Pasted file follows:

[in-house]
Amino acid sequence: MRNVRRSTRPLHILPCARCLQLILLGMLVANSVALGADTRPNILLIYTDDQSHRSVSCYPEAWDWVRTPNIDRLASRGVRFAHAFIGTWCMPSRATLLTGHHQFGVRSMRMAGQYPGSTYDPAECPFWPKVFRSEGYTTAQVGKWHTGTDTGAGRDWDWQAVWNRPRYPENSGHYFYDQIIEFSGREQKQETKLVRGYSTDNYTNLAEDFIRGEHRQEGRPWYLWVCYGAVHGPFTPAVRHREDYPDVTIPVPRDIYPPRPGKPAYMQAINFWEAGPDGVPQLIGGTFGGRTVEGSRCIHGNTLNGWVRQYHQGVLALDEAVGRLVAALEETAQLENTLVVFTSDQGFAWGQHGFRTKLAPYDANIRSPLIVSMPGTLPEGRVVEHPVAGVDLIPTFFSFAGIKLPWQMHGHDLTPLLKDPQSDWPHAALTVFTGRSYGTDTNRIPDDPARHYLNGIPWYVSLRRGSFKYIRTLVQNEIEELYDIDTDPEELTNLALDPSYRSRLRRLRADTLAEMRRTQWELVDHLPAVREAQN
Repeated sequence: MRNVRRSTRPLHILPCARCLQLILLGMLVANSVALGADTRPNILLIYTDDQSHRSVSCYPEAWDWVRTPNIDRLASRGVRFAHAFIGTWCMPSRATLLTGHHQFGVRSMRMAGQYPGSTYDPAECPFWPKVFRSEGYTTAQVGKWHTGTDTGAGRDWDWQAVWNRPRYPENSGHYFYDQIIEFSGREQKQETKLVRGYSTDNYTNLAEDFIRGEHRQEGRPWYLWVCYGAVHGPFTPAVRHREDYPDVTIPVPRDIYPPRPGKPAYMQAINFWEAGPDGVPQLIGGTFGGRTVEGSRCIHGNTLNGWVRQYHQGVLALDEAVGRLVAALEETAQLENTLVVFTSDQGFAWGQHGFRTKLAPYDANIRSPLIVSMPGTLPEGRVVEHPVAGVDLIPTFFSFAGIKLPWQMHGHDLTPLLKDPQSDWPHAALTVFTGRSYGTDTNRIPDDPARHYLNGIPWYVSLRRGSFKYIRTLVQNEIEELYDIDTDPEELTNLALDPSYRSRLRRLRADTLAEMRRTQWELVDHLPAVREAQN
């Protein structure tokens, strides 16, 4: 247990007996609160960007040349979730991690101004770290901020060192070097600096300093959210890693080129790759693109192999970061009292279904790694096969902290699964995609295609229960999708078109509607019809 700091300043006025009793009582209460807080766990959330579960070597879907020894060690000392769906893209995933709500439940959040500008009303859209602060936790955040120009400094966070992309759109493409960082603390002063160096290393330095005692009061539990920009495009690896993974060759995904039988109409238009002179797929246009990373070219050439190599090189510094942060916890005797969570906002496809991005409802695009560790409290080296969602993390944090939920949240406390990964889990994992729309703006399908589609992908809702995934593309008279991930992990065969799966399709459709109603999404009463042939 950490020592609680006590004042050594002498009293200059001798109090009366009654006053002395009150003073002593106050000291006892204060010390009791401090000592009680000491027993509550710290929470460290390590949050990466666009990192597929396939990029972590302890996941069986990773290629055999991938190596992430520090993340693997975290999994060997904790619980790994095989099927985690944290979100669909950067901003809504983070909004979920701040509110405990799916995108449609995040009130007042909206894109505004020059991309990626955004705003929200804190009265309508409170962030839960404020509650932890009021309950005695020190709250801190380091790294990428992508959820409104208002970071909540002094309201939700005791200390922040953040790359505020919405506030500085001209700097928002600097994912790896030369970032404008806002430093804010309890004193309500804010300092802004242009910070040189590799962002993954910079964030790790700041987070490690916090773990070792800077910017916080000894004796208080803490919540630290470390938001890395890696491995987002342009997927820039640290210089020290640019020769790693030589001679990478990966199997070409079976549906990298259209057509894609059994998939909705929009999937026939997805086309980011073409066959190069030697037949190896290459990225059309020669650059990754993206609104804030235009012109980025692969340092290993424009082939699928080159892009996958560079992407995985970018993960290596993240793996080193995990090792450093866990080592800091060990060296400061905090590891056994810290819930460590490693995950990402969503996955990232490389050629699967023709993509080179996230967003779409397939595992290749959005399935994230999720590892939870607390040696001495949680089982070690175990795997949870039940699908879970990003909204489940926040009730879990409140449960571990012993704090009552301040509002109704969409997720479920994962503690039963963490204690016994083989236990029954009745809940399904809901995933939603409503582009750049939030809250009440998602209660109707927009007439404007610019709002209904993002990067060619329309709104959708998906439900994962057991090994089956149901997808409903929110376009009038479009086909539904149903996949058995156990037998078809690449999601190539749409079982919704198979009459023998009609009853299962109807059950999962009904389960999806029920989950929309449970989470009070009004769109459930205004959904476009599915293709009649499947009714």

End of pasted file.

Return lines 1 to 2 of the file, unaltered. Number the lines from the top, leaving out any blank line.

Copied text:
[in-house]
Amino acid sequence: MRNVRRSTRPLHILPCARCLQLILLGMLVANSVALGADTRPNILLIYTDDQSHRSVSCYPEAWDWVRTPNIDRLASRGVRFAHAFIGTWCMPSRATLLTGHHQFGVRSMRMAGQYPGSTYDPAECPFWPKVFRSEGYTTAQVGKWHTGTDTGAGRDWDWQAVWNRPRYPENSGHYFYDQIIEFSGREQKQETKLVRGYSTDNYTNLAEDFIRGEHRQEGRPWYLWVCYGAVHGPFTPAVRHREDYPDVTIPVPRDIYPPRPGKPAYMQAINFWEAGPDGVPQLIGGTFGGRTVEGSRCIHGNTLNGWVRQYHQGVLALDEAVGRLVAALEETAQLENTLVVFTSDQGFAWGQHGFRTKLAPYDANIRSPLIVSMPGTLPEGRVVEHPVAGVDLIPTFFSFAGIKLPWQMHGHDLTPLLKDPQSDWPHAALTVFTGRSYGTDTNRIPDDPARHYLNGIPWYVSLRRGSFKYIRTLVQNEIEELYDIDTDPEELTNLALDPSYRSRLRRLRADTLAEMRRTQWELVDHLPAVREAQN